I left the ending of Speaks the Nightbird open. Matthew was out upon the world, facing “the century of wonders,” and who might know what he would find there? Well…how do these things happen? How does walking, or sitting on a balcony bench, or lying on a grassy hill watching the clouds move help create the magic that makes an idea work? I suppose it’s in the stillness. It’s in that inner realm all writers know…the mystic place where things from childhood and a hundred thousand memories and desires merge. And then you say, “Oh yes, I understand now.” And you may think you fully understand but you don’t, because nothing is born without effort and some books are kind to their creator and some are near killers, but suddenly you have an idea and a purpose. A challenge, too. And a whole lot of hard road to travel.

But…you know you have something that calls you, and pulls you, and in a way commands you. You can’t turn away from that. You must follow where it leads.

So…I’ve done four in this series and working on the fifth. I’m approaching the halfway point. I suppose my Big Idea is the series itself. There’s a larger story arc that connects all the books, and I’m hoping that when I’m done it will read as smoothly as one long book. It’s a challenging task, keeping up with so many characters, names and such…and the research is tough, too, but very rewarding. I know there’s an expert for everything under the sun, and you’ll be told very quickly when you make a mistake…but I’m trying to keep the series as historically “valid” as possible while having fun with it. No boring history lessons here! Trying to make them exciting, funny, suspenseful, sexy, wicked…but never boring!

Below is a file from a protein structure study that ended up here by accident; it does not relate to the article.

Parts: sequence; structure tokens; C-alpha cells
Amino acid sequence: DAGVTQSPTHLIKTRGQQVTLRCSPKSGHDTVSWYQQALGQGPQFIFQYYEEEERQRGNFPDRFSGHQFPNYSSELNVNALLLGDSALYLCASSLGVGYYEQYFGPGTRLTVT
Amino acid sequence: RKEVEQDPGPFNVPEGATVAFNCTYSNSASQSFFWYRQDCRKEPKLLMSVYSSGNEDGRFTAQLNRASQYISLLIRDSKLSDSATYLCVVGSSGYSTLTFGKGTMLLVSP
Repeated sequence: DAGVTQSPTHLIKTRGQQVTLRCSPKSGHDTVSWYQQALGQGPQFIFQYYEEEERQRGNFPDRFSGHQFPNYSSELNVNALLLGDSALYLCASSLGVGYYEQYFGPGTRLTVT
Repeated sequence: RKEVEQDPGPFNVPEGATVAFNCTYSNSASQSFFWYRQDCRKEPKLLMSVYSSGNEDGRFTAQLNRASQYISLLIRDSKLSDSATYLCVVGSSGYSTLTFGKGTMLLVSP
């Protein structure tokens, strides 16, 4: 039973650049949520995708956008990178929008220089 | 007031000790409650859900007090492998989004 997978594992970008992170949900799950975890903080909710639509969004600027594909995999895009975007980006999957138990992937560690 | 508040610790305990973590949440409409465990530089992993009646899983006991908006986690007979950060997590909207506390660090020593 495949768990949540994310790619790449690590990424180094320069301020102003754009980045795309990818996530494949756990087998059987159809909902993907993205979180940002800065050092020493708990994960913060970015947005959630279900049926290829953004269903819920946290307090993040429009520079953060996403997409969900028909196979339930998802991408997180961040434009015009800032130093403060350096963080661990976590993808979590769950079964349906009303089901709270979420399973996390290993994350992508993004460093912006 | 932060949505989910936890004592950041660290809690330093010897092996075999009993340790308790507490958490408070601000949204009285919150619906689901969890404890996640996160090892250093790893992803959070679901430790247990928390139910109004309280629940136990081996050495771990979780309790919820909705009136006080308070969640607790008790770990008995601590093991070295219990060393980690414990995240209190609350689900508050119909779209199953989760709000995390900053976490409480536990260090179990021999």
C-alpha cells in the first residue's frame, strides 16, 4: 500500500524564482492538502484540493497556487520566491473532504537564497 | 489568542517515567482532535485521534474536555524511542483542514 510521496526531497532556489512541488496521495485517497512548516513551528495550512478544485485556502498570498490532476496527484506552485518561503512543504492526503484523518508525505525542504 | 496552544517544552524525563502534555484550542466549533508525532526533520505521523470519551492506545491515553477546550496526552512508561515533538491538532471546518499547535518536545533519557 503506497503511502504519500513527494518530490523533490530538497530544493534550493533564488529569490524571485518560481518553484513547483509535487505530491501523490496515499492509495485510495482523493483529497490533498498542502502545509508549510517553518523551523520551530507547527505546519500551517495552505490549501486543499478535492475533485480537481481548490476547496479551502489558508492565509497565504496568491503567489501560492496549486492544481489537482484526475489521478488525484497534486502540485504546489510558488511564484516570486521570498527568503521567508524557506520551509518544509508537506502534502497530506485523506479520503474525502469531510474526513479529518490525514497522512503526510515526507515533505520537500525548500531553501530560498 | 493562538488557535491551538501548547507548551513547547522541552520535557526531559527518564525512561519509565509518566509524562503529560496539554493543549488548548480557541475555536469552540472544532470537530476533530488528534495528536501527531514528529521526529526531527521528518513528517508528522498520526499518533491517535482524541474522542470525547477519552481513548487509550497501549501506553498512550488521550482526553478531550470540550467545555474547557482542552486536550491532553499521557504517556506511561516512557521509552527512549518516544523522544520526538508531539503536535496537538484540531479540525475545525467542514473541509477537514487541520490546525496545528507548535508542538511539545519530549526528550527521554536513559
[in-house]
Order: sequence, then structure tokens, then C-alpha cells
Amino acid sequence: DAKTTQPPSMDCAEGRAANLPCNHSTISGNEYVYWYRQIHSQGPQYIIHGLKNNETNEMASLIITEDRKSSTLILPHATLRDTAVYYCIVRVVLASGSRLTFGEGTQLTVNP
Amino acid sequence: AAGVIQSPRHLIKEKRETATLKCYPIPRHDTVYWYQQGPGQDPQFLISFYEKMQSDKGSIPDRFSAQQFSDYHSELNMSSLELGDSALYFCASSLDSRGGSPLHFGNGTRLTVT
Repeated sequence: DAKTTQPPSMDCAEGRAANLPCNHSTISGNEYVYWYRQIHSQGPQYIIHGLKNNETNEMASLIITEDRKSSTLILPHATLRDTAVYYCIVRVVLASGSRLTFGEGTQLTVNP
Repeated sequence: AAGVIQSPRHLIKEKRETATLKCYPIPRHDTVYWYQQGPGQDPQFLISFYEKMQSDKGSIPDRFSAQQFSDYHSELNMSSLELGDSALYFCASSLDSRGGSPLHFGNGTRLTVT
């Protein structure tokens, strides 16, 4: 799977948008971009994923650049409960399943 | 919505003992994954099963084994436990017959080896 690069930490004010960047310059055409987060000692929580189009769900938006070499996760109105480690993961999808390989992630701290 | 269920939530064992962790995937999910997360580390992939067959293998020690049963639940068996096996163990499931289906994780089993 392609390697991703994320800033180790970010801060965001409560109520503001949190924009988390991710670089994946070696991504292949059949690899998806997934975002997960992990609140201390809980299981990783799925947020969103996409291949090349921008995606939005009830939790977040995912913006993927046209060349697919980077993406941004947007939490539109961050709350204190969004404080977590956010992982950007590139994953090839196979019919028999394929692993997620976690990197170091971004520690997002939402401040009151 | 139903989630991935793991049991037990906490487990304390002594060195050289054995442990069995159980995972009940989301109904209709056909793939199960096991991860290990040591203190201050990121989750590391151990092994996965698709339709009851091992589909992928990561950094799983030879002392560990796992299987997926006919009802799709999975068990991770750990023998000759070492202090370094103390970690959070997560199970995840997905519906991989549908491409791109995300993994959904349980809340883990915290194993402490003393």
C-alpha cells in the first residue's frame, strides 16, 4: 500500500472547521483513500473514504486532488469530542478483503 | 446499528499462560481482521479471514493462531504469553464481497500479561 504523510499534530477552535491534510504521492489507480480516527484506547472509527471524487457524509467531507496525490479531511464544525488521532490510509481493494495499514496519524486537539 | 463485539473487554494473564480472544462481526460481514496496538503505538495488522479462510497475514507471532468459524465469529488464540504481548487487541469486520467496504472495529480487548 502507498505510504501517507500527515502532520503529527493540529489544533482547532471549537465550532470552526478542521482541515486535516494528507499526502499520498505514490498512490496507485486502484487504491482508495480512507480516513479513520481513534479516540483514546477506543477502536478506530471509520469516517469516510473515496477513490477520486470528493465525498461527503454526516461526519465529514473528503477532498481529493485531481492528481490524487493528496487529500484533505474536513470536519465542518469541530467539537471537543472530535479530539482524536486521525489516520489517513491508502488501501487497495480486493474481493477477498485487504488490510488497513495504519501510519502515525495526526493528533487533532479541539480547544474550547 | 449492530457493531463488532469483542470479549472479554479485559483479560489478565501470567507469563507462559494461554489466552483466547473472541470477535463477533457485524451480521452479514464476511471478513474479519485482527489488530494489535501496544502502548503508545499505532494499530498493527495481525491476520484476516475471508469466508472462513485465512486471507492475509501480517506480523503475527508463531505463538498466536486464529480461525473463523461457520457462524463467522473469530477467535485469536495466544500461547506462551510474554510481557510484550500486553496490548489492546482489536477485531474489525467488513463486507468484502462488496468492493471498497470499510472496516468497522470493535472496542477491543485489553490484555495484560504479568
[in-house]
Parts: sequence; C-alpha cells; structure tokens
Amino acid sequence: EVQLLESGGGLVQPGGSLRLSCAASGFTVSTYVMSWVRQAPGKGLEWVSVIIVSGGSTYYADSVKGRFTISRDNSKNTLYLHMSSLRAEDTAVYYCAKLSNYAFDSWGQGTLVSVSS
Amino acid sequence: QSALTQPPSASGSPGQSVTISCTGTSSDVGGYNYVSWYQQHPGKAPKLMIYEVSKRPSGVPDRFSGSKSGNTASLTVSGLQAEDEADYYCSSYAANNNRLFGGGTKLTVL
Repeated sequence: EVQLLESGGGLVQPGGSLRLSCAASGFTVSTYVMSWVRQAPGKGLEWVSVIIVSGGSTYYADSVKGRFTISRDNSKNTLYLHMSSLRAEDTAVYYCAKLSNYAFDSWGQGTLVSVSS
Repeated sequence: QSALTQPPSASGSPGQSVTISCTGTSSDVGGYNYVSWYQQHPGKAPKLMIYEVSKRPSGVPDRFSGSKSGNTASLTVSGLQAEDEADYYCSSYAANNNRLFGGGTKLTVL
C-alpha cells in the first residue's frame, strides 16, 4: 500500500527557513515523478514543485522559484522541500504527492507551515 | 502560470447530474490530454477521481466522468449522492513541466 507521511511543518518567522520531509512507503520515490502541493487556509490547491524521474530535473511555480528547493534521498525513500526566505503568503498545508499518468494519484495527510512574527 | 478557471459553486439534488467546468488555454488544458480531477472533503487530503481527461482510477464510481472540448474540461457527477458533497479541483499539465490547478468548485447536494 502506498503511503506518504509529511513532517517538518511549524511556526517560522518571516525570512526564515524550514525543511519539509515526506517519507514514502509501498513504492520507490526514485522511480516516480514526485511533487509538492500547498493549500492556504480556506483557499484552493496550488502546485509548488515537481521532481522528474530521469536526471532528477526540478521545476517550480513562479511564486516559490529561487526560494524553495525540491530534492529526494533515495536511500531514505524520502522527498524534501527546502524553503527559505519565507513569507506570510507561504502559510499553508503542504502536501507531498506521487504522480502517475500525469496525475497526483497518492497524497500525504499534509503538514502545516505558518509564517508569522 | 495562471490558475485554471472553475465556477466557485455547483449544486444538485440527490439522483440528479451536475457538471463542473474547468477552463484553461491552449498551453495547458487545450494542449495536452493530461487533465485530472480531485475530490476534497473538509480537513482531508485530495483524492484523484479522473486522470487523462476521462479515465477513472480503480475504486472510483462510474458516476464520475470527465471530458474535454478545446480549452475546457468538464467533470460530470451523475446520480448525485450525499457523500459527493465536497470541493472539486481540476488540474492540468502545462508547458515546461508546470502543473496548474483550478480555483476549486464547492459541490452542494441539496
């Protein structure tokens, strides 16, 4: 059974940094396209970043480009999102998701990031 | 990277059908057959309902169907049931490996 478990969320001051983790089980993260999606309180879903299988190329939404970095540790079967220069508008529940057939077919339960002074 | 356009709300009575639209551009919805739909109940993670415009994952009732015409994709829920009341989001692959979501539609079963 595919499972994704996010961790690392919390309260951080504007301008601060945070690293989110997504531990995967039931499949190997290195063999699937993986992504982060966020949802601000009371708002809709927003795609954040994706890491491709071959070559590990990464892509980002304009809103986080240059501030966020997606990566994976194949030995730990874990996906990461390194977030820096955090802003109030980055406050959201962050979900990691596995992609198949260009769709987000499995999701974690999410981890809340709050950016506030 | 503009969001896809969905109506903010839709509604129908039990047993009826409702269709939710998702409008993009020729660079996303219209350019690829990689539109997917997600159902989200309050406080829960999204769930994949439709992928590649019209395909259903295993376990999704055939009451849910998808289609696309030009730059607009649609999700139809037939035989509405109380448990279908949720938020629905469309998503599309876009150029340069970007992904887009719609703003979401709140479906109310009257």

And I suppose there are other Big Ideas at work here as well. I always like having a “motif” for my books. In Speaks the Nightbird, it was the idea of finding a place for yourself in a hostile world. In The Queen of Bedlam it was the creation of order from chaos. In Mister Slaughter it was the juxtaposition of civility and brutality. In The Providence Rider it is the hierarchy of predators. And in the Matthew book I’m working on now, The River of Souls, it is the flow of comedy into tragedy and back again. Kind of like a river, I suppose.

I intended the series to offer a respite from the modern world. Someone recently pointed out to me that, in spite of the fast-forward motion of progress and the subsequent quick-dating of modern novels, the Matthew series will never become “dated,” since it’s already set in the past.